How does the IPC Governing Board election work?

Lowdown on how the next IPC President and Governing Board will be chosen 07 Sep 2017

Official logo of the International Paralympic Committee.


The 2017 International Paralympic Committee (IPC) General Assembly carries extra significance, as only the third IPC President in the Movement’s history will be elected on 8 September.

A new Vice President will be voted for, and IPC Members at Large also will be decided in Abu Dhabi, UAE.

Together the new Governing Board members are responsible for setting policies and ensuring that the directions set by the membership at the General Assembly are implemented.

So who gets to vote? How are the votes counted? How exactly does the election process work?


Three elections will take place during the General Assembly: first the IPC Presidential election, followed by the Vice Presidential election and then the IPC Members at Large.

A member of the Electoral Commission, which is part of the IPC Legal and Ethics Committee, conducts the elections. Two scrutineers also are appointed to conduct each election and each round. Vote totals are disclosed after each round.

Who votes?

Any IPC member that is in good standing and in attendance at the General Assembly can vote. The IPC has 202 members made up of National Paralympic Committees (NPCs), International Federations (IFs), Regional Organisations and International Organisations of Sport for the Disabled (IOSDs). Currently 170 members are expected to be in Abu Dhabi and each has one vote.

How are votes counted?

Voting is conducted confidentially through electronic key pads. Each candidate for election is assigned a number, and the IPC member then keys in the number of the candidate they wish to vote for. After each round of voting the results are verified by the two independent scrutineers before the results are read out by the Chairperson.

The vote numbers are also reported to the members after each round.

How is the IPC President elected?

In this year’s case, there are four candidates: Patrick Jarvis, Andrew Parsons, John Petersson and Haidi Zhang. If any one candidate receives a majority of the votes (50 per cent plus one), that person will be the new IPC President.

If no one receives a majority in the first round, the candidate who received the least number of votes drops out, and another round of voting then takes place.

This round-by-round voting process continues until one candidate receives a majority.

In the event that two candidates are tied, a vote will take place between the two tied individuals. The individual with the most votes will advance to the next round.

If only two candidates are left and they are tied, a re-vote will be called.

When does the new President begin?

The newly elected President, Vice President and IPC Members at Large will assume their positions immediately upon election.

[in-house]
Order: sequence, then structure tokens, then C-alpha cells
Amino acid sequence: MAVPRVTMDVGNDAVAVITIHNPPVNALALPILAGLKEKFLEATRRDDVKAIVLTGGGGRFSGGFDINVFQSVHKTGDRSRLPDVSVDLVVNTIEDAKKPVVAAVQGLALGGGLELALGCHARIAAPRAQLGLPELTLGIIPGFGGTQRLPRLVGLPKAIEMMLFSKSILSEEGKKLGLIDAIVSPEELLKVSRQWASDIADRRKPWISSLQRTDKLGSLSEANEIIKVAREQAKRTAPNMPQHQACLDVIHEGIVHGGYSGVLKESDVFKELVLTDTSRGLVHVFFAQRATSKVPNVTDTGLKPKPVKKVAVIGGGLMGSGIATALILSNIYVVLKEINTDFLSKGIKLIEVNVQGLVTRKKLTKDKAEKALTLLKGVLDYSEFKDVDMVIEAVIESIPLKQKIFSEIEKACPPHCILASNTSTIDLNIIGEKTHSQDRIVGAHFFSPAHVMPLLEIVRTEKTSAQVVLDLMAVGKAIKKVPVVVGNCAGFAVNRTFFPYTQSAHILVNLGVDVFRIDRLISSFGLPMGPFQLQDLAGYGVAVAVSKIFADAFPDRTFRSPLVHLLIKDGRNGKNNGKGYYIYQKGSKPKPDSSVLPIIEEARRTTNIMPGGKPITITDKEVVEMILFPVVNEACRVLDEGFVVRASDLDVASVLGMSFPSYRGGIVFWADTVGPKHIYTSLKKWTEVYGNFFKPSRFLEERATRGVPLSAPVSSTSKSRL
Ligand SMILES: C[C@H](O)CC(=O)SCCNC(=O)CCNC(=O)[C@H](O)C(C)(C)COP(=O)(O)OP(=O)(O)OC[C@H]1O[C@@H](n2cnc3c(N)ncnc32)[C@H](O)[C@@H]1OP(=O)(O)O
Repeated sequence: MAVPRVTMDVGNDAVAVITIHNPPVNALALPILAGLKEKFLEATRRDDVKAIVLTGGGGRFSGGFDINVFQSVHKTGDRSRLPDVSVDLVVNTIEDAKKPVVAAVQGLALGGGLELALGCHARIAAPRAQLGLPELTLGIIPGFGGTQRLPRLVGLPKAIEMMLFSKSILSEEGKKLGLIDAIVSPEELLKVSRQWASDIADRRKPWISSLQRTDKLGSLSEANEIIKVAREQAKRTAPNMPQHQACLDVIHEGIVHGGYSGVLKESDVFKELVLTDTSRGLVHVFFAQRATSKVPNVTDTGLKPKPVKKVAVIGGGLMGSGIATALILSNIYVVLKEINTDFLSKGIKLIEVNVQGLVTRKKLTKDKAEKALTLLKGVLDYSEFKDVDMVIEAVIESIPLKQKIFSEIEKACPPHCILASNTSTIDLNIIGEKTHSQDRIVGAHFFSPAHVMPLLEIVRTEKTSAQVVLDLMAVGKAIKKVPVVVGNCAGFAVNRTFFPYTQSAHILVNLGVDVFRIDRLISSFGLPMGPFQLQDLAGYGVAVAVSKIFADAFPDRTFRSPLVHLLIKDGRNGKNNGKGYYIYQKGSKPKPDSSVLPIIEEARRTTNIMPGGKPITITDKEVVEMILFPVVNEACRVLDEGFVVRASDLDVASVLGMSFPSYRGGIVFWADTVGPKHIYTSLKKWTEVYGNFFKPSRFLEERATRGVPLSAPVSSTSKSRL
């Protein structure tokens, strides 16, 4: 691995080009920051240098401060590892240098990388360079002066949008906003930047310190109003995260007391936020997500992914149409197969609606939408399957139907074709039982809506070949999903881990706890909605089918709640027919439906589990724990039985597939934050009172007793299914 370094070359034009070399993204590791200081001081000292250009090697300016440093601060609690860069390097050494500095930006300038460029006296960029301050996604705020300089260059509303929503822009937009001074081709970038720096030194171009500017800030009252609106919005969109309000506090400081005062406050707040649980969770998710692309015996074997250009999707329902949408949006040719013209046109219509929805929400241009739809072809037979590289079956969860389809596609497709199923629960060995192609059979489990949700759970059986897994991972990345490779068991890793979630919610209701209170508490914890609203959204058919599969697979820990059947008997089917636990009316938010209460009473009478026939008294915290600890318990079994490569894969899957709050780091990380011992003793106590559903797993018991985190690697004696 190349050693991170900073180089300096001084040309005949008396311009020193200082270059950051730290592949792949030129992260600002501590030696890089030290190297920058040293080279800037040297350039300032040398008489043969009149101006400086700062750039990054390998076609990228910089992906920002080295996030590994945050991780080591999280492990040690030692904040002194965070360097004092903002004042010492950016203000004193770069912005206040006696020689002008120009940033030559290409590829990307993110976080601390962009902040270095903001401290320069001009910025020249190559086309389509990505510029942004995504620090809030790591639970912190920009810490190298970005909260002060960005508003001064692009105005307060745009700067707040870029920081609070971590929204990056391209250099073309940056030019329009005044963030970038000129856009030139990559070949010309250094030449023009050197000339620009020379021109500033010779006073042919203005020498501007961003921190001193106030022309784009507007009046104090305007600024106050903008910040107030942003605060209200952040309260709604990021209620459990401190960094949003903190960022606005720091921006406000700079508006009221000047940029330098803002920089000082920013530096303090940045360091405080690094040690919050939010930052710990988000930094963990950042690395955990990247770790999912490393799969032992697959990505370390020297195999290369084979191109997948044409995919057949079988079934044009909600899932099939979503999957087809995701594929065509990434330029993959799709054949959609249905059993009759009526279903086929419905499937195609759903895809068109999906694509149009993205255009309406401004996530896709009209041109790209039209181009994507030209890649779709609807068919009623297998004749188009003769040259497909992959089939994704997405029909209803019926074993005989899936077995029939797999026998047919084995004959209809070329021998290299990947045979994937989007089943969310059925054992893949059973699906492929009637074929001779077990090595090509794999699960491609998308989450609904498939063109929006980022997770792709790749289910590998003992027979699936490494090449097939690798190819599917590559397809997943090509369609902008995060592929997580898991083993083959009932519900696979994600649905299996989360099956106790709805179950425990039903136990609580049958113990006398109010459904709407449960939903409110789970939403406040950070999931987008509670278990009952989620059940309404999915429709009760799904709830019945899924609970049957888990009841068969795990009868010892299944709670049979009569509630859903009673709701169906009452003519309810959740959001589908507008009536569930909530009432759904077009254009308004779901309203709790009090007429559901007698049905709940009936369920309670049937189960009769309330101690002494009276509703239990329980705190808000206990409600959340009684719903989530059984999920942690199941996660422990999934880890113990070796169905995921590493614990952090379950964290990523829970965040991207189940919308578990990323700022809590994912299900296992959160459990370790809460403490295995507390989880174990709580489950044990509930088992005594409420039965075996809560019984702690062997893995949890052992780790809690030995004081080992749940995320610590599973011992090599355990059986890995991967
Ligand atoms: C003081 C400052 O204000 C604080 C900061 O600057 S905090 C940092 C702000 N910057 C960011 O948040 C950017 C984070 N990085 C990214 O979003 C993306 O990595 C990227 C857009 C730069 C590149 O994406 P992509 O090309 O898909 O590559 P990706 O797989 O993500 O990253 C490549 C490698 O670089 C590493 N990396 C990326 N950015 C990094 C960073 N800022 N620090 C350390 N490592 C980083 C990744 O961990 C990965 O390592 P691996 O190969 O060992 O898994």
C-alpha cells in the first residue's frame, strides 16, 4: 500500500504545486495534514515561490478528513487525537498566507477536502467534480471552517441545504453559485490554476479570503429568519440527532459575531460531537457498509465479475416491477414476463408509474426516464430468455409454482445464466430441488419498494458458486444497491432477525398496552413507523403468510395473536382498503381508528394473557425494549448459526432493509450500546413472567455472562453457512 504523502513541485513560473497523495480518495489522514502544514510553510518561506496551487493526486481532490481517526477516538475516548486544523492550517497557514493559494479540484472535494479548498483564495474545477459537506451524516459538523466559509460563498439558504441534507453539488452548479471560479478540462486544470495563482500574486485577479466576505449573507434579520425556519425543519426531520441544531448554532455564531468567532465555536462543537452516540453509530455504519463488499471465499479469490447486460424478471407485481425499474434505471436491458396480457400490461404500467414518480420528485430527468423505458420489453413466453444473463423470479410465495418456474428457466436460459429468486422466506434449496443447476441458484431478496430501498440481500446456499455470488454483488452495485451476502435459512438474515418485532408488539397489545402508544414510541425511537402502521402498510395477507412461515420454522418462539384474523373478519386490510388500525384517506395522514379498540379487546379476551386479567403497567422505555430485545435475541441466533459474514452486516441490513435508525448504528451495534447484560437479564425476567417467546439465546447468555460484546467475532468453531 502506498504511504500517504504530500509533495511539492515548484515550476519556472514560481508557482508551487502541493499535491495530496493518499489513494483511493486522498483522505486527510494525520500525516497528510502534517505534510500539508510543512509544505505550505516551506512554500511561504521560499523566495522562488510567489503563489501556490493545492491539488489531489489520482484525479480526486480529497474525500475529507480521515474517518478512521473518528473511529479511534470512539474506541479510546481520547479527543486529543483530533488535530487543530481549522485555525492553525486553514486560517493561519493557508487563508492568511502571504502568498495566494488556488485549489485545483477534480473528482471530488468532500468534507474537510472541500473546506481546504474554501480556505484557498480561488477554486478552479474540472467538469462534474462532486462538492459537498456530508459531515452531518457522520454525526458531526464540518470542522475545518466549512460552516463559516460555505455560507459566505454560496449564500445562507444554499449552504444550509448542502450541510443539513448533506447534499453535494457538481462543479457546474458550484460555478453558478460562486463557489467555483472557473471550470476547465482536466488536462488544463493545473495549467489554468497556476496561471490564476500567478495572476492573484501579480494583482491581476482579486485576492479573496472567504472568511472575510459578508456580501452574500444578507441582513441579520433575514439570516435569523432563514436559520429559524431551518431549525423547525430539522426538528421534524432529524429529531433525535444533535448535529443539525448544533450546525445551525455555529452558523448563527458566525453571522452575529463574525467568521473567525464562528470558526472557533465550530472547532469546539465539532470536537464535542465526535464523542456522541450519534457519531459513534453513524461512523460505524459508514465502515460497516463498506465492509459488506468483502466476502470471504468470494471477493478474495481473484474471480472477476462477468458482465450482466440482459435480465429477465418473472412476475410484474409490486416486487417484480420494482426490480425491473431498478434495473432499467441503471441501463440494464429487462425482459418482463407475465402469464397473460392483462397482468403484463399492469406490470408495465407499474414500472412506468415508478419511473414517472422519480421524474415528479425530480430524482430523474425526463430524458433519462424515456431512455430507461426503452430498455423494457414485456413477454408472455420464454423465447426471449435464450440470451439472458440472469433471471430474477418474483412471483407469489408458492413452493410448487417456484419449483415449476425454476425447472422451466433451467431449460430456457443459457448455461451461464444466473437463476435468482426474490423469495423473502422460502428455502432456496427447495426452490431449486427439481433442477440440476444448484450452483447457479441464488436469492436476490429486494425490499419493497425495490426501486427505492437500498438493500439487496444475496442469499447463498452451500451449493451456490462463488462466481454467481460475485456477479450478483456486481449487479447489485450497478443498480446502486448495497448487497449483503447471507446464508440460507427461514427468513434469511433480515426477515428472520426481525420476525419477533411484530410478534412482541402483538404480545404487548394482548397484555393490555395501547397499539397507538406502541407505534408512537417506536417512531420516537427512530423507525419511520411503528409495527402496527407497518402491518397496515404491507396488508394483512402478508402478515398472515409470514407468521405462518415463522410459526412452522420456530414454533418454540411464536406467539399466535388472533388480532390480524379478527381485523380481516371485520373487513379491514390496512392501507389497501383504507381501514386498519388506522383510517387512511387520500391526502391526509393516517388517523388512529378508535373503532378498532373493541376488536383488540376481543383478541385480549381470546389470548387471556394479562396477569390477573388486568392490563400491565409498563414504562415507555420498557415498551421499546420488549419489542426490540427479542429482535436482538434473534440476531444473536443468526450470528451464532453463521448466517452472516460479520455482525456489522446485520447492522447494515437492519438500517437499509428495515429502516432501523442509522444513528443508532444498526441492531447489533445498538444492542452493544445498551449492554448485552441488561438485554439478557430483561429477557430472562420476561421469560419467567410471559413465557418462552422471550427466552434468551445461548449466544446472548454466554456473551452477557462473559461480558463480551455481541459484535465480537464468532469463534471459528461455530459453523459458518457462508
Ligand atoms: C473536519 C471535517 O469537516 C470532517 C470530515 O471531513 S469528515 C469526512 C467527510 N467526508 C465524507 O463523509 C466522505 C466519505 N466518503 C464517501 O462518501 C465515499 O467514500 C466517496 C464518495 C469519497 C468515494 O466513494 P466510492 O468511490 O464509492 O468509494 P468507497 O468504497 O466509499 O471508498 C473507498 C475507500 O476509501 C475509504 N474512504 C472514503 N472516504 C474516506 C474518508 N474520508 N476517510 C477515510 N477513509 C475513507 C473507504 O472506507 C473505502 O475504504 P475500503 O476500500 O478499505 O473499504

How is the IPC Vice President elected?

The process is the same as for the Presidency.

This year, there are only two candidates – Duane Kale and John Petersson – running, so there are not expected to be as many rounds.

In the event that John Petersson is elected President, the IPC membership will still need to elect Duane Kale as Vice President with a 50 per cent plus one majority.

How about the IPC Members at Large?

This year, 21 candidates are up for 10 available positions, and this is where it gets very complicated in terms of voting!

In the first round, each member casts up to 10 votes for their preferred candidates; members are not required to vote for a full 10. The candidates who each receive a 50 per cent plus one majority are elected.

If another round of voting is needed, then the number of nominees to proceed shall be the number of positions remaining vacant, plus five. The membership then cast votes for the number of vacant positions.

For example, if there are five positions vacant, 10 nominees will proceed to the round and members are invited to vote for their five preferred candidates.

The nominee with the least number of votes after each round does not proceed to the next.

This continues until the full 10 Members at Large are elected with a majority.

Individuals tied for the final place shall not proceed to the next round, except where such a tie would result in a number of individuals either lesser or equal to the number of positions available. If this is the case, a re-vote shall occur between those individuals tied; the individual receiving the least number of votes shall not proceed to the next round of voting.

Where can I find more details?

Detailed information on the election process can be found in the IPC Handbook, section 2.2, which is available online at

Remember, you can also learn more about the four IPC Presidential candidates through their video interviews and our Q&A online series.